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Help understanding interest rates impact on loan....

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    Help understanding interest rates impact on loan....

    So I know everyone says pay off the higher interest rate first. I have a student loan for 6000 with a 6.5% rate. Over the life Of the loan it will be 2000 interest. But if I put that 6000 to my mortgage at 3.875% it will immediately knock off a few thousand dollars of interest off the loan. So why would I pay the higher interest rate off when I could save more paying towards the house? This confuses me greatly. Can someone explain where it is that I'm missing something?

    #2
    Originally posted by c3troop View Post
    if I put that 6000 to my mortgage at 3.875% it will immediately knock off a few thousand dollars of interest off the loan.
    No it won't. It will only knock off the 3.875% interest that would have been paid on that $6,000, just the same as sending it to the student loan will knock off the 6.5% interest that would have been paid. It doesn't matter how large the loan is. In either case, what you save is the interest on the amount you prepay.
    Steve

    * Despite the high cost of living, it remains very popular.
    * Why should I pay for my daughter's education when she already knows everything?
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      #3
      Ok so I have been going about this wrong. I was told if you if you look at the amortization schedule you could tel how much you would save in interest by looking at what your principal dropped to. For instance 300 goes interest and 800 goes principal. I pay 1600 extra to principal I would save two months if 300 dollars interest thus 600. So this is incorrect?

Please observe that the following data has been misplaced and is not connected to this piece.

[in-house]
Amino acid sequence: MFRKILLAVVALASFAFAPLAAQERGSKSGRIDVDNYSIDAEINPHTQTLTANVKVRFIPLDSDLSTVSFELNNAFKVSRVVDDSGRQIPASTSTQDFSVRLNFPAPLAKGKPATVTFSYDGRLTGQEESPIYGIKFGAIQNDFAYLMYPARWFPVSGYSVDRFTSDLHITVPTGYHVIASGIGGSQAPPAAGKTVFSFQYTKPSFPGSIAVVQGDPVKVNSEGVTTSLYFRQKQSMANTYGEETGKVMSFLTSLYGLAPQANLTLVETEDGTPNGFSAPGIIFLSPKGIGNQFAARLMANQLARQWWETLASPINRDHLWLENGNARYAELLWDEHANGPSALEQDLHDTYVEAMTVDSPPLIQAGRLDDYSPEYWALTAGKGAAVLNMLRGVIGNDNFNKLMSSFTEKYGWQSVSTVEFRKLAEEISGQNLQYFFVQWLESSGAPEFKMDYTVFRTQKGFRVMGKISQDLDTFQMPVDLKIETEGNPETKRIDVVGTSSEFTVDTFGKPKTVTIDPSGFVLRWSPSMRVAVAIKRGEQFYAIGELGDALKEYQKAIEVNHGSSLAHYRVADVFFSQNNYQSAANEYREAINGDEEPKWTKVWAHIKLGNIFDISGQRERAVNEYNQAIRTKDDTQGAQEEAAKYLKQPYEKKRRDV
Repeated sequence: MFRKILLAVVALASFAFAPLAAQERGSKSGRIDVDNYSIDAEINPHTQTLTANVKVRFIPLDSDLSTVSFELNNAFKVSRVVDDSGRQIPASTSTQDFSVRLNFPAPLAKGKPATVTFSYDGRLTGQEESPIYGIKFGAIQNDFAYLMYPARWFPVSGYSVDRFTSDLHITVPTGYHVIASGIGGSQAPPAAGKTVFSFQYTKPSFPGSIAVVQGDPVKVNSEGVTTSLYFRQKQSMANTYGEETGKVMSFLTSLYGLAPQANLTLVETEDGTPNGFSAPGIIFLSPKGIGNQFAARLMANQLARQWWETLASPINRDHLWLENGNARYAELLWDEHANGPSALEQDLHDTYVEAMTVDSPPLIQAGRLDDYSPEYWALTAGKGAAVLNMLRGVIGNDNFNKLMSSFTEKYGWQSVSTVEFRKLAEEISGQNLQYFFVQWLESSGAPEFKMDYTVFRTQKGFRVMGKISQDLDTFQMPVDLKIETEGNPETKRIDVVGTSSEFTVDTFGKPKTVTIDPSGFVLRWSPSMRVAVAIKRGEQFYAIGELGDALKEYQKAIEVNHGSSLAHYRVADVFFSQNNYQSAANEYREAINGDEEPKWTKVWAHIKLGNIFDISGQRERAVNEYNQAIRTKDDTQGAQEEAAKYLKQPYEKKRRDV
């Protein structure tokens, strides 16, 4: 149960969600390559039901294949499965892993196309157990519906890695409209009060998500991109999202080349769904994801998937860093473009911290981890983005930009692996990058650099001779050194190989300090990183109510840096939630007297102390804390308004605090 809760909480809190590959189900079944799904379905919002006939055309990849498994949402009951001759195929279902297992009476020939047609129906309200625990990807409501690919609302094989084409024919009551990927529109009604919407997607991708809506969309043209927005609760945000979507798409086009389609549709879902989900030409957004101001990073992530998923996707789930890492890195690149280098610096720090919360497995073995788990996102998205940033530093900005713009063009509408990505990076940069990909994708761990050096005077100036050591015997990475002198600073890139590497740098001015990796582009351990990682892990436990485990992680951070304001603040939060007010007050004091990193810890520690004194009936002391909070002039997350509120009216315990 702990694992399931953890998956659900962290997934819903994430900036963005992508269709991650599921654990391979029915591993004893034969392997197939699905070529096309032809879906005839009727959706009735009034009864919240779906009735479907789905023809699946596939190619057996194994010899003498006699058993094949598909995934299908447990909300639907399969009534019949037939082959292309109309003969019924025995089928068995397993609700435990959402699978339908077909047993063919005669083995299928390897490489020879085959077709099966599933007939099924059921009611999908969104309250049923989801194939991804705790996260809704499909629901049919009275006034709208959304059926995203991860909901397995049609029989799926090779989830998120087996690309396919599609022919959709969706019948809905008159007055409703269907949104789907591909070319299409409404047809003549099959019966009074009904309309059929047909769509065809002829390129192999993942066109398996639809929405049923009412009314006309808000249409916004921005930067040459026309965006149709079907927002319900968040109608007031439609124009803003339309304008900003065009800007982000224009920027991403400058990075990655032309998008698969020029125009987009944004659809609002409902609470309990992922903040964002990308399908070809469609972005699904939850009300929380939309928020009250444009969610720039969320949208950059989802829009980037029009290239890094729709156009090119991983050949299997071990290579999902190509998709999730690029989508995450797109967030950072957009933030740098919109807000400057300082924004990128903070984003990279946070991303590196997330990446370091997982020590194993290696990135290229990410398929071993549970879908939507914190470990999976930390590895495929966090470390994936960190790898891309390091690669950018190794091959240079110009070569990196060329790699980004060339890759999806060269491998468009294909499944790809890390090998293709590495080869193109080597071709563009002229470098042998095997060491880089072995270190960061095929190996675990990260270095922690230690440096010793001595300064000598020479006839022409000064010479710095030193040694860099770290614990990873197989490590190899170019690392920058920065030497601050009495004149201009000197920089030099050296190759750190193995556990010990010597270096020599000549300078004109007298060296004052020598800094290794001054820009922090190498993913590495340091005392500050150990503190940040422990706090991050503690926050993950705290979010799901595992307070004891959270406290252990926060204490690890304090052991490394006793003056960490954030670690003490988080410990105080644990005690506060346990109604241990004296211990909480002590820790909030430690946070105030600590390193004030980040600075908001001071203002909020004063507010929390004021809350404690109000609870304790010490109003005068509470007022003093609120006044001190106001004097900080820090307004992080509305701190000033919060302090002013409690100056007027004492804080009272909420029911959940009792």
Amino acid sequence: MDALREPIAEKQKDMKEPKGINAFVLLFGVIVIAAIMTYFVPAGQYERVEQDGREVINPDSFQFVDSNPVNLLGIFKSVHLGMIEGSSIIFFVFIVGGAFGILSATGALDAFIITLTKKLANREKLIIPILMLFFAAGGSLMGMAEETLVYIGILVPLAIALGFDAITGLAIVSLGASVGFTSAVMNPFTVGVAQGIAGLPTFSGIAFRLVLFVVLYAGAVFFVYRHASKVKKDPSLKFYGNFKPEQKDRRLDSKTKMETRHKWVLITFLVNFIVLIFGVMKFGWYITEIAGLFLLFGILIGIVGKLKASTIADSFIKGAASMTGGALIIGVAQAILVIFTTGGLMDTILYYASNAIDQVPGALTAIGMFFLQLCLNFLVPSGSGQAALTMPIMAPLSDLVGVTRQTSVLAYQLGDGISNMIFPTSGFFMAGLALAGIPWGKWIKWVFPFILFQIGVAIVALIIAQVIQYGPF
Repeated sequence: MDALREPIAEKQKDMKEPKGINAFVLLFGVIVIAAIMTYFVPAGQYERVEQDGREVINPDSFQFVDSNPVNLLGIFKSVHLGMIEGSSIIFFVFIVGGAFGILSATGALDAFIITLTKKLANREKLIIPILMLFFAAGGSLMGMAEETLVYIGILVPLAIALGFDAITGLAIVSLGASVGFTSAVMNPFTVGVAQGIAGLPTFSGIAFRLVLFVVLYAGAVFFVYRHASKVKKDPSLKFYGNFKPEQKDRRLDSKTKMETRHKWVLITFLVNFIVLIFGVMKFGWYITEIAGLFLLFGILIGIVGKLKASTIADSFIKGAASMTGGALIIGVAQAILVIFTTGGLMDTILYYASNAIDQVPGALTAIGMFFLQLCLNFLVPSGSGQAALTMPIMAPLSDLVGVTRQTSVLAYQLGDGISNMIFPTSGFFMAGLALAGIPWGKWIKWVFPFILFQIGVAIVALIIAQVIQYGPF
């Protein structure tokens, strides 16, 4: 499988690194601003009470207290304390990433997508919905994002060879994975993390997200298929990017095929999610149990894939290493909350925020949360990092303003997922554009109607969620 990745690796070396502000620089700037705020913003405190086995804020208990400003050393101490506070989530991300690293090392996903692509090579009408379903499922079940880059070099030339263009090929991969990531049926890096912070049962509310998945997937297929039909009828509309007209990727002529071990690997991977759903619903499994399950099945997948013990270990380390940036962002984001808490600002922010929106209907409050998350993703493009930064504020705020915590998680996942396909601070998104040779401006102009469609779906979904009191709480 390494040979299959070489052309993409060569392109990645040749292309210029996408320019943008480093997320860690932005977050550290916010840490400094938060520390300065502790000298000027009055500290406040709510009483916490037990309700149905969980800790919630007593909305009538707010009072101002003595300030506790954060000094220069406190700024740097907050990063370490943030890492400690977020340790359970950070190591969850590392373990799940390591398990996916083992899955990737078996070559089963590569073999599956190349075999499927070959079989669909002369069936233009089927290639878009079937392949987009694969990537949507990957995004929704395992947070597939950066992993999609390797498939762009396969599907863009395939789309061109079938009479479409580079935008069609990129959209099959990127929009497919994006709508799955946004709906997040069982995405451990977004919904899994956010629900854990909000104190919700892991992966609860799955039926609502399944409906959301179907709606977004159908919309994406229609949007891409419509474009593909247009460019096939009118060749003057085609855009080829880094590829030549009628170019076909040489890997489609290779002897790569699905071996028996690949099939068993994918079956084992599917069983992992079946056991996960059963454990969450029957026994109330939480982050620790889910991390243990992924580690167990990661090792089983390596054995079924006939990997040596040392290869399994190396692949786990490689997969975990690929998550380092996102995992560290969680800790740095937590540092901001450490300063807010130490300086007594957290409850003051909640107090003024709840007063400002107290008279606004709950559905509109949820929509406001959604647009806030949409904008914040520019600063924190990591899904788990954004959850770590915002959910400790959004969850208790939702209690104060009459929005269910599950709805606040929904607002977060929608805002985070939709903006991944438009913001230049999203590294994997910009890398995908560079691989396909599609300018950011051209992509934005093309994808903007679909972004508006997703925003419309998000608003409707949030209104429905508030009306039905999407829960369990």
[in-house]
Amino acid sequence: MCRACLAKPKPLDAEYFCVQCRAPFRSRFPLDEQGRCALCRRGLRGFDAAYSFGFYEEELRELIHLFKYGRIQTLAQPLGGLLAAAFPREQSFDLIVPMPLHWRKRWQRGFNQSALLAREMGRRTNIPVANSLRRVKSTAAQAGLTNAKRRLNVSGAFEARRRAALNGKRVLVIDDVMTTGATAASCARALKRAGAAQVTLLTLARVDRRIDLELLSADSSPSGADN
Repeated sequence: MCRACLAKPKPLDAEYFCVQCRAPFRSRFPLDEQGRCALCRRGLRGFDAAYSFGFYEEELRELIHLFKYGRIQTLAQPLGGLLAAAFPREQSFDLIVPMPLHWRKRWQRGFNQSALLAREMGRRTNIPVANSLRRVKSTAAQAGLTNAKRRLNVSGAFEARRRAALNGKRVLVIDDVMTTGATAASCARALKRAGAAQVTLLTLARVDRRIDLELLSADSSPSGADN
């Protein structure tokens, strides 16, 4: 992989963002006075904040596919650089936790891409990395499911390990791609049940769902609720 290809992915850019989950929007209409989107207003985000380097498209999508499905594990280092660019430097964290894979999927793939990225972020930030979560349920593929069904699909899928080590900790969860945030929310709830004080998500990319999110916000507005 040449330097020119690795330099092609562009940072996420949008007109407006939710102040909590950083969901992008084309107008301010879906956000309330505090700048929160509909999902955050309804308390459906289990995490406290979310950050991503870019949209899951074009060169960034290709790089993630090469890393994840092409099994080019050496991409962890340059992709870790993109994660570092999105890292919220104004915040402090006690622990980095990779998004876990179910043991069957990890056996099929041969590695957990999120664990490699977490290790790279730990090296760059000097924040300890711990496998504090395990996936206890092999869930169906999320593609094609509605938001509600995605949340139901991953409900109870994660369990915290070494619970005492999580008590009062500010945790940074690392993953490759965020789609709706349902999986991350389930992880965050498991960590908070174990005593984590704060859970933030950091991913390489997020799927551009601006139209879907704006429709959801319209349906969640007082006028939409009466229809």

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        #4
        Originally posted by c3troop View Post
        Ok so I have been going about this wrong. I was told if you if you look at the amortization schedule you could tel how much you would save in interest by looking at what your principal dropped to. For instance 300 goes interest and 800 goes principal. I pay 1600 extra to principal I would save two months if 300 dollars interest thus 600. So this is incorrect?
        Yes, that is incorrect. Interest is charged on the outstanding balance. Let's say your initial loan is $100,000 at 5%. Your first payment is 30 days of interest at an annual rate of 5% on $100,000. That would be about $411 interest that first month.

        Let's now say that along with your regular scheduled payment, you also send in an extra $5,000 toward principal. So for month 2, your interest will now be calculated on an outstanding balance of just under $95,000 (since a little of the first payment went to principal also). So for month 2, you'll pay about $390 in interest. You will have saved about $21 by prepaying the $5,000 towards principal. Of course, that is $21/month for the life of the loan. On a 30-year loan, that's a total savings of $7,500.
        Steve

        * Despite the high cost of living, it remains very popular.
        * Why should I pay for my daughter's education when she already knows everything?
        * There are no shortcuts to anywhere worth going.

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          #5
          Originally posted by c3troop View Post
          Ok so I have been going about this wrong. I was told if you if you look at the amortization schedule you could tel how much you would save in interest by looking at what your principal dropped to. For instance 300 goes interest and 800 goes principal. I pay 1600 extra to principal I would save two months if 300 dollars interest thus 600. So this is incorrect?
          If I knew your loan value I could give you a more precise answer, but as an example.

          If you have a 30yr 3.875% loan of $100000:

          total interest after 30yrs : $69,285.35

          total interest w/ $6k extra principal applied : $57,318.22

          So that $6k turns in to $11,967.13 of "savings in interest", and the loan is paid off about 3yrs earlier.

          Of course this example is if you applied the $6k at the start of the loan, if you are already into the loan the savings will be less.

          A great calculator to play with is http://www.bankrate.com/calculators/...alculator.aspx